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New Study Reveals Fatal Teenage-Driver Crashes are on the Rise

It is National Teen Driver Safety Week and federal crash data shows that teenagers could use a reminder of the need to practice safe driving.

A study of federal data by the Governors Highway Safety Association (GHSA) found that, in 2015, fatalities from car accidents involving teenage drivers increased for the first time in nearly 10 years. Fatalities increased from 4,272 in 2014 to 4,689 in 2015, a 10-percent increase.

The number of fatalities from these types of accidents had decreased by 50 percent between 2005 and 2014.

Data from the National Highway Traffic Safety Administration shows that the risk of a getting into an accident is higher for older teenagers. In the past 10 years, only 39 15-year-old drivers died in car accidents compared to 472 19-year-old drivers.

Reducing Crashes Involving Teenage Drivers

One way to reduce crashes with teenage drivers is to make sure they get sufficient practice. AAA recommends that teenagers spend 50 hours behind the wheel in the first six months after receiving their driver’s licenses. During those 50 hours, teenagers should have one non-family passenger in the car.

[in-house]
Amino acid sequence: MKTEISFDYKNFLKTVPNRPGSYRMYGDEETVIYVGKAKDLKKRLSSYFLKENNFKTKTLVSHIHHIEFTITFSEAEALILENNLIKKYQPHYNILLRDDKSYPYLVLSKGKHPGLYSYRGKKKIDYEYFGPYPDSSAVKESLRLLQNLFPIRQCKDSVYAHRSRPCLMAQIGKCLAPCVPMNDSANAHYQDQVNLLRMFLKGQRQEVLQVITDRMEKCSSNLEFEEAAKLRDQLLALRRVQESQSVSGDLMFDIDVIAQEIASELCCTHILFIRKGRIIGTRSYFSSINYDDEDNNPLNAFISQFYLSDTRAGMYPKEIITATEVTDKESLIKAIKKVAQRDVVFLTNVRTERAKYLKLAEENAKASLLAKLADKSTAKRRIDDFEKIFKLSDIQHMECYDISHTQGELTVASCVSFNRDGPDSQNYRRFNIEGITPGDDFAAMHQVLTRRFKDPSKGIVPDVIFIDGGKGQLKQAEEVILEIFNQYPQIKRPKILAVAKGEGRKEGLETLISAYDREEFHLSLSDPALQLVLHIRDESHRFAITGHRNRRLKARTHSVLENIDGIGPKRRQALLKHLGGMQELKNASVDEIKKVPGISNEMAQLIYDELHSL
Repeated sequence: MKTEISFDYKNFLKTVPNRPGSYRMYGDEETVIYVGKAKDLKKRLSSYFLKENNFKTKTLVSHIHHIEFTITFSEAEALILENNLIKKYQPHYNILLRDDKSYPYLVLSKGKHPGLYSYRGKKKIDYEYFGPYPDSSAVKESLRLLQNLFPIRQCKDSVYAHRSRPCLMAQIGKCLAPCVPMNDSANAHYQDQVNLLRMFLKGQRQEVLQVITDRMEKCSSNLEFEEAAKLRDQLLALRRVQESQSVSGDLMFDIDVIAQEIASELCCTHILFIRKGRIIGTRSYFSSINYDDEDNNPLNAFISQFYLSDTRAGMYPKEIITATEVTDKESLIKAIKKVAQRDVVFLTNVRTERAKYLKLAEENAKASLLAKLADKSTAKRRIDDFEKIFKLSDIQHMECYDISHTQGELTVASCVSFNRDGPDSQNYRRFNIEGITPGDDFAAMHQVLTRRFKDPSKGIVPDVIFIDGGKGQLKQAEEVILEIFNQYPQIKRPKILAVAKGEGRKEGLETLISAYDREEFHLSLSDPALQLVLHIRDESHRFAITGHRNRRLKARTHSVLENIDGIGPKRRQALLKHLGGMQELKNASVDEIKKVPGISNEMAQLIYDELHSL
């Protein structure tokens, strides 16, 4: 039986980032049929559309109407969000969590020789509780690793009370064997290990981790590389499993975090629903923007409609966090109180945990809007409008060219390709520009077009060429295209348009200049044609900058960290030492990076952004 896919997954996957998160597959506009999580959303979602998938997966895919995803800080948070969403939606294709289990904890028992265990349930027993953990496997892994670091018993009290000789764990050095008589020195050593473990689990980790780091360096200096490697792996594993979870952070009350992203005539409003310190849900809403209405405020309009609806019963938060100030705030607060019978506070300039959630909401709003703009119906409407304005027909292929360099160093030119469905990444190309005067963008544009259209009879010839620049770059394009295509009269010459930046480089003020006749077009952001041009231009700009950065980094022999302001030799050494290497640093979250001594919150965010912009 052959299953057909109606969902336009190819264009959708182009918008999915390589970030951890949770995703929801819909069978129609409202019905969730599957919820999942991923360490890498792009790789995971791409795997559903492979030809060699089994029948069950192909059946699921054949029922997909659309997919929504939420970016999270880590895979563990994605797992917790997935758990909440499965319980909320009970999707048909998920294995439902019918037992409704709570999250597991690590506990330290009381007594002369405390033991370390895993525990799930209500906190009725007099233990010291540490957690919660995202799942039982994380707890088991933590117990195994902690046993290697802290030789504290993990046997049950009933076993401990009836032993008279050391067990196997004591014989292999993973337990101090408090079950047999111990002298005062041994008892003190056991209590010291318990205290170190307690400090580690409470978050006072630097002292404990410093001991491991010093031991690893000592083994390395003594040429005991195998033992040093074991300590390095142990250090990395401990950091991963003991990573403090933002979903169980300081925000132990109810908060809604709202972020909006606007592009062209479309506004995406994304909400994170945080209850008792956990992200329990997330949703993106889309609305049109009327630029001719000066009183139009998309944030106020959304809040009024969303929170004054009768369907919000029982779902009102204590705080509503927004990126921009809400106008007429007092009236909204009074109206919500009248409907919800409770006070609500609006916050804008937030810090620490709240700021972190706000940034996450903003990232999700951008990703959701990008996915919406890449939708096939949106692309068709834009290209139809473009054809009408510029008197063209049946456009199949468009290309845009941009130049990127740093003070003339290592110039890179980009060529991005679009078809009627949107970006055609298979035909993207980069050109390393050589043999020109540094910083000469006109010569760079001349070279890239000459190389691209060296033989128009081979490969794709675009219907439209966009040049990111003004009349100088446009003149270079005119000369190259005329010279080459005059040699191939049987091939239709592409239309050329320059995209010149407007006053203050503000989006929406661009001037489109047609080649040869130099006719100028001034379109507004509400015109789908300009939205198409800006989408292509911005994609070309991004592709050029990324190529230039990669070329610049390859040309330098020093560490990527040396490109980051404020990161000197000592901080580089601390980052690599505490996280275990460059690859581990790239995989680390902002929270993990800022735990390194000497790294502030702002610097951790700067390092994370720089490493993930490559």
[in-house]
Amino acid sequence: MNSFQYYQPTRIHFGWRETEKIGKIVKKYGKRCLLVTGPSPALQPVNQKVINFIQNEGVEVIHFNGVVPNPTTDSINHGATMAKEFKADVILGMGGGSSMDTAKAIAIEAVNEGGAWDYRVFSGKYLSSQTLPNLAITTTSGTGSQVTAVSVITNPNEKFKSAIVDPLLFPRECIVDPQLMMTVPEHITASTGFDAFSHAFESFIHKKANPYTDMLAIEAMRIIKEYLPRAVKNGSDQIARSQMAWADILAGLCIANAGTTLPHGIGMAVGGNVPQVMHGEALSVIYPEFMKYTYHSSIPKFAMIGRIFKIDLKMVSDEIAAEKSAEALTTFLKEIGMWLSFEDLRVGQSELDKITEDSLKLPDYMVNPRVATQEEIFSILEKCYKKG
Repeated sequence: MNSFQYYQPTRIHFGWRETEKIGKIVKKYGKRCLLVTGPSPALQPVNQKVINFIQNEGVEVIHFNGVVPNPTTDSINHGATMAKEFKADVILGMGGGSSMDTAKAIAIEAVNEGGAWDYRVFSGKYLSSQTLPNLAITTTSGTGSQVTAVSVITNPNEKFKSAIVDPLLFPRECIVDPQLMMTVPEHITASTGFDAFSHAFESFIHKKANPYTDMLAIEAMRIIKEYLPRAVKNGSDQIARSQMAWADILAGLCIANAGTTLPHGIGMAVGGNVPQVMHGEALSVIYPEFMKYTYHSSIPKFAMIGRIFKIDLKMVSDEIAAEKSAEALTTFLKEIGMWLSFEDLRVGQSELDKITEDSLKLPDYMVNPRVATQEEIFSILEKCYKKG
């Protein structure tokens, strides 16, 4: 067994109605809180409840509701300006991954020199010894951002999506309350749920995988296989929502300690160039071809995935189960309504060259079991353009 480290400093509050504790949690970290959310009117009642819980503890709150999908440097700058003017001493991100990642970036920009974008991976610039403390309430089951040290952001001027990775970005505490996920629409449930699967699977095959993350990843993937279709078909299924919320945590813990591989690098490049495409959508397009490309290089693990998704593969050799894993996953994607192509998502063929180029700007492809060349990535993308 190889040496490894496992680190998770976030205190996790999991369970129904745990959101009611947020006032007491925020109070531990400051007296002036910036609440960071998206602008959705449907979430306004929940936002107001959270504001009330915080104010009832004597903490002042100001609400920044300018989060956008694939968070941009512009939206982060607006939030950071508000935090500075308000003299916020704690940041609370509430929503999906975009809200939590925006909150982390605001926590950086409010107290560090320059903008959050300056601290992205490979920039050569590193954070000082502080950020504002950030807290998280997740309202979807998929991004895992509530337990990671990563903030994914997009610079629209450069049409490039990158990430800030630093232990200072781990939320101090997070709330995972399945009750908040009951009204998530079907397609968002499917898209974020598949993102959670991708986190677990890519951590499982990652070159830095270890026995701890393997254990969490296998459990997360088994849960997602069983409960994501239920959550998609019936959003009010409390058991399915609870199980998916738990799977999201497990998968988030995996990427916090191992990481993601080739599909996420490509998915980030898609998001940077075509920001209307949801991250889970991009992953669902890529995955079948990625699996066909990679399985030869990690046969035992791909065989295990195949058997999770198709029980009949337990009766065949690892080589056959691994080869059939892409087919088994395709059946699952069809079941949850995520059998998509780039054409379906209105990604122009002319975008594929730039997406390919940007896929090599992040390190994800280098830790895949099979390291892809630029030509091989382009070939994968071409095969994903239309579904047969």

Another way to potentially reduce crashes involving teenage drivers is for states to expand graduated driver’s license programs beyond age 18.

Pam Fischer, the author of the GHSA study, noted that all 50 states have these programs and they have been shown to reduce the risk of teenage-driver crashes by 30 percent.

Unfortunately, these programs end by the time teenagers turns 18 and one in three teenagers does not obtain a driver’s license before turning 18.

States need to realize that teenagers might not be mentally mature by the time they reach 18, says Fischer.

If you have been injured in an auto accident with a negligent driver, the car accident attorneys at Simien & Simien will go over all of your legal options in a free consultation.

Contact us today to find out if you can file a lawsuit and obtain compensation for damages.

Call us at (800) 374-8422  or complete our Free Case Evaluation form.